The Delamere Forest Golf Club originated in 1910 when eleven local business men got together informally and agreed on forming a golf club in the ancient hunting grounds known as Delamere Forest. The land was underwater during prehistoric times, making for a sandy foundation that allows for year-round golfing. Even after a heavy downpour, the greens still play like they haven’t seen rain in weeks.
The renowned golf course architect Herbert Fowler designed the original course and today it still has a fine collection of challenging par fives, short and difficult par fours as well as some long and testing par threes. This ‘hidden gem’ is certain to test your game.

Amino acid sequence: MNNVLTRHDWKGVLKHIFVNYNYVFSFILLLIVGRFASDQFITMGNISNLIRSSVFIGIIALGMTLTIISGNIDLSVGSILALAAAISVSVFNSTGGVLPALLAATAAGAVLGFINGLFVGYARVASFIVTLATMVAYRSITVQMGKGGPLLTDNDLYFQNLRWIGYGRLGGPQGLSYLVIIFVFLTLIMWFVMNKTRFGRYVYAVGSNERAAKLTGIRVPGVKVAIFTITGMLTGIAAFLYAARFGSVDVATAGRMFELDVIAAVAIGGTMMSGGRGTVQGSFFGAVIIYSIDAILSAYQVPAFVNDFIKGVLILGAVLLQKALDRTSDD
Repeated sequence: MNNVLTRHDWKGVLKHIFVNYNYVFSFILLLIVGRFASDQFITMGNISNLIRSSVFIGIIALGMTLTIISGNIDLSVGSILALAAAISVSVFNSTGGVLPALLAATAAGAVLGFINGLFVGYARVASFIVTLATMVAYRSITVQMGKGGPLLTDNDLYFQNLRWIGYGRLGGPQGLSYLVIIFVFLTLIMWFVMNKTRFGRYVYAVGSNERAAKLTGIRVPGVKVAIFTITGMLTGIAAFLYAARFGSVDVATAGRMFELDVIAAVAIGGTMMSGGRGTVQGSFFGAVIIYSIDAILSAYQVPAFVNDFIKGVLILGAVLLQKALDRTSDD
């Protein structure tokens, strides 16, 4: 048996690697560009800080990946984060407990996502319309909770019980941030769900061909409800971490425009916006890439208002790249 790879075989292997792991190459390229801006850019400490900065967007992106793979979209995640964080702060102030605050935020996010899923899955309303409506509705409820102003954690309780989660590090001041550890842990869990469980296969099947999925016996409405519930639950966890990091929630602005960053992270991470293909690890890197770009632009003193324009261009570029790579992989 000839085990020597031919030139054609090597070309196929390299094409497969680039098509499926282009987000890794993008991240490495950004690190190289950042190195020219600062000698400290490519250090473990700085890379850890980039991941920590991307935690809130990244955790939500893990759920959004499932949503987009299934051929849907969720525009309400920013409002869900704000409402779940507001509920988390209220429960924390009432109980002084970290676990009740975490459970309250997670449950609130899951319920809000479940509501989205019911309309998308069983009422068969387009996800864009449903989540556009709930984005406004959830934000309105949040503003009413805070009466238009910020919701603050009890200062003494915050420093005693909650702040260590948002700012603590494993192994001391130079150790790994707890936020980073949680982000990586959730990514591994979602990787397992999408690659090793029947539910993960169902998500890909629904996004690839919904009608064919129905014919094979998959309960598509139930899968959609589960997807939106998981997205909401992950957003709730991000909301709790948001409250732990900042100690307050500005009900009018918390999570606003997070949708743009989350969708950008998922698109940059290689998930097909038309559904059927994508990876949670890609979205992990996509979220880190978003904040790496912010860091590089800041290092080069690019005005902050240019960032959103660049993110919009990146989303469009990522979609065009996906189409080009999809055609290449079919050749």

The shortest hole, the 6th, is arguably one of the most challenging. Accuracy is everything, should you find yourself either side of the green you face an arduous chip to get yourself back on track. It’s a hole that has been known to strike angst into even the most experienced golfer – Lord Hawke, captain back in the ‘50s even had an alternative tee constructed in the trees, now known as Hawke’s Folly.
Off-course facilities take place in a redesigned 'Cheshire Black and White' style building, originally designed by the founding member Alfred Powles. Powles was a prominent architect who took a fancy to the designs and architecture of the surrounding area. Facilities include a new visitor's locker room, member's lounge, improved formal dining room, refurbished member's locker rooms, casual lounge, and a new Professional's shop. Sitting in the casual lounge after a day of golf will offer fantastic views over the course and the stunning Cheshire countryside.